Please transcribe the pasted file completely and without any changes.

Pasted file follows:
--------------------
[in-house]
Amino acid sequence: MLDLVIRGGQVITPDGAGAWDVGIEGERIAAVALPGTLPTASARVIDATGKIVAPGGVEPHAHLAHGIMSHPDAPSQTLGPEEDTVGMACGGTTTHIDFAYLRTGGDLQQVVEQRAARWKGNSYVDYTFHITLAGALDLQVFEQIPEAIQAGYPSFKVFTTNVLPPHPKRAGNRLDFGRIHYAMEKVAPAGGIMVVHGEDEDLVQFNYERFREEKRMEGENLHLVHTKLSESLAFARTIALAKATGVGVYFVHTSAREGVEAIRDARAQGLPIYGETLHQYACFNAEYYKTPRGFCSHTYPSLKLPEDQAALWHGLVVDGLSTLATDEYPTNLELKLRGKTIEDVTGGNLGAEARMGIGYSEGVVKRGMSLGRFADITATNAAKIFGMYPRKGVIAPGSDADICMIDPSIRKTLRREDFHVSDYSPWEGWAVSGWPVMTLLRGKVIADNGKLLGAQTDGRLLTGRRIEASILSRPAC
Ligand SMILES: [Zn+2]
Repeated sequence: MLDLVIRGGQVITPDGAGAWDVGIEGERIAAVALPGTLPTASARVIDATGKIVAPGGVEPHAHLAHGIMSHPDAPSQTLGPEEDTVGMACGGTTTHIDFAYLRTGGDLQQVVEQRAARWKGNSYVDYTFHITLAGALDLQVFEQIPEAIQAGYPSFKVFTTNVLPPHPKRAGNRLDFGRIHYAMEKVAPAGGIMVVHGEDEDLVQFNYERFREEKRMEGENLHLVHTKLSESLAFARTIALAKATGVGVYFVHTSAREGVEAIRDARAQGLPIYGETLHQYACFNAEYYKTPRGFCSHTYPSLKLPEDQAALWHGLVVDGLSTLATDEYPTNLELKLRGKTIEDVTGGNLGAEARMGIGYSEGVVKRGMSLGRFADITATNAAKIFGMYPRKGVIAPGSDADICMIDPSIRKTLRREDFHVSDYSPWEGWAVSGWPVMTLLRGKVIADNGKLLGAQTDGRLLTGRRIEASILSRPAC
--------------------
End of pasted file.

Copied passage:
[in-house]
Amino acid sequence: MLDLVIRGGQVITPDGAGAWDVGIEGERIAAVALPGTLPTASARVIDATGKIVAPGGVEPHAHLAHGIMSHPDAPSQTLGPEEDTVGMACGGTTTHIDFAYLRTGGDLQQVVEQRAARWKGNSYVDYTFHITLAGALDLQVFEQIPEAIQAGYPSFKVFTTNVLPPHPKRAGNRLDFGRIHYAMEKVAPAGGIMVVHGEDEDLVQFNYERFREEKRMEGENLHLVHTKLSESLAFARTIALAKATGVGVYFVHTSAREGVEAIRDARAQGLPIYGETLHQYACFNAEYYKTPRGFCSHTYPSLKLPEDQAALWHGLVVDGLSTLATDEYPTNLELKLRGKTIEDVTGGNLGAEARMGIGYSEGVVKRGMSLGRFADITATNAAKIFGMYPRKGVIAPGSDADICMIDPSIRKTLRREDFHVSDYSPWEGWAVSGWPVMTLLRGKVIADNGKLLGAQTDGRLLTGRRIEASILSRPAC
Ligand SMILES: [Zn+2]
Repeated sequence: MLDLVIRGGQVITPDGAGAWDVGIEGERIAAVALPGTLPTASARVIDATGKIVAPGGVEPHAHLAHGIMSHPDAPSQTLGPEEDTVGMACGGTTTHIDFAYLRTGGDLQQVVEQRAARWKGNSYVDYTFHITLAGALDLQVFEQIPEAIQAGYPSFKVFTTNVLPPHPKRAGNRLDFGRIHYAMEKVAPAGGIMVVHGEDEDLVQFNYERFREEKRMEGENLHLVHTKLSESLAFARTIALAKATGVGVYFVHTSAREGVEAIRDARAQGLPIYGETLHQYACFNAEYYKTPRGFCSHTYPSLKLPEDQAALWHGLVVDGLSTLATDEYPTNLELKLRGKTIEDVTGGNLGAEARMGIGYSEGVVKRGMSLGRFADITATNAAKIFGMYPRKGVIAPGSDADICMIDPSIRKTLRREDFHVSDYSPWEGWAVSGWPVMTLLRGKVIADNGKLLGAQTDGRLLTGRRIEASILSRPAC